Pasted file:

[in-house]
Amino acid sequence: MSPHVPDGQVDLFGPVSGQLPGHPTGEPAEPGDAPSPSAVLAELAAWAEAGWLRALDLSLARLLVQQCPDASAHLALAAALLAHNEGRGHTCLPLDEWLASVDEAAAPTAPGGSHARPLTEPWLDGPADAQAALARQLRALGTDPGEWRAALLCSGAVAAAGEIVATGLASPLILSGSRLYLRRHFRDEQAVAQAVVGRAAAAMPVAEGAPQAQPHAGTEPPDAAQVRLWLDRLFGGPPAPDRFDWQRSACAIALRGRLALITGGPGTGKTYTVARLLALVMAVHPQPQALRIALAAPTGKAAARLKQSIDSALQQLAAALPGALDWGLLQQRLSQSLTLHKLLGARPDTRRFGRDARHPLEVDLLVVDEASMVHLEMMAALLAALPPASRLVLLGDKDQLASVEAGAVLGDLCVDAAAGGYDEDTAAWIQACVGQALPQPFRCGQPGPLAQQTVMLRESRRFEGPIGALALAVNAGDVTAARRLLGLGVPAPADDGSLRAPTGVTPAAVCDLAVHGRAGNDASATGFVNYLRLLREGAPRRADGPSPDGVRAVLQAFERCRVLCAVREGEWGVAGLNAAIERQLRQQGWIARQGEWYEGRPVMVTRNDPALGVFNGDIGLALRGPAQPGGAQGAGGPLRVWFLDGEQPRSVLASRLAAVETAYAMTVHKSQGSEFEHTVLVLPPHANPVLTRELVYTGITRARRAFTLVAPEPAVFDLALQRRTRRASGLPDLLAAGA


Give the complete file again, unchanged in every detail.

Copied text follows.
[in-house]
Amino acid sequence: MSPHVPDGQVDLFGPVSGQLPGHPTGEPAEPGDAPSPSAVLAELAAWAEAGWLRALDLSLARLLVQQCPDASAHLALAAALLAHNEGRGHTCLPLDEWLASVDEAAAPTAPGGSHARPLTEPWLDGPADAQAALARQLRALGTDPGEWRAALLCSGAVAAAGEIVATGLASPLILSGSRLYLRRHFRDEQAVAQAVVGRAAAAMPVAEGAPQAQPHAGTEPPDAAQVRLWLDRLFGGPPAPDRFDWQRSACAIALRGRLALITGGPGTGKTYTVARLLALVMAVHPQPQALRIALAAPTGKAAARLKQSIDSALQQLAAALPGALDWGLLQQRLSQSLTLHKLLGARPDTRRFGRDARHPLEVDLLVVDEASMVHLEMMAALLAALPPASRLVLLGDKDQLASVEAGAVLGDLCVDAAAGGYDEDTAAWIQACVGQALPQPFRCGQPGPLAQQTVMLRESRRFEGPIGALALAVNAGDVTAARRLLGLGVPAPADDGSLRAPTGVTPAAVCDLAVHGRAGNDASATGFVNYLRLLREGAPRRADGPSPDGVRAVLQAFERCRVLCAVREGEWGVAGLNAAIERQLRQQGWIARQGEWYEGRPVMVTRNDPALGVFNGDIGLALRGPAQPGGAQGAGGPLRVWFLDGEQPRSVLASRLAAVETAYAMTVHKSQGSEFEHTVLVLPPHANPVLTRELVYTGITRARRAFTLVAPEPAVFDLALQRRTRRASGLPDLLAAGA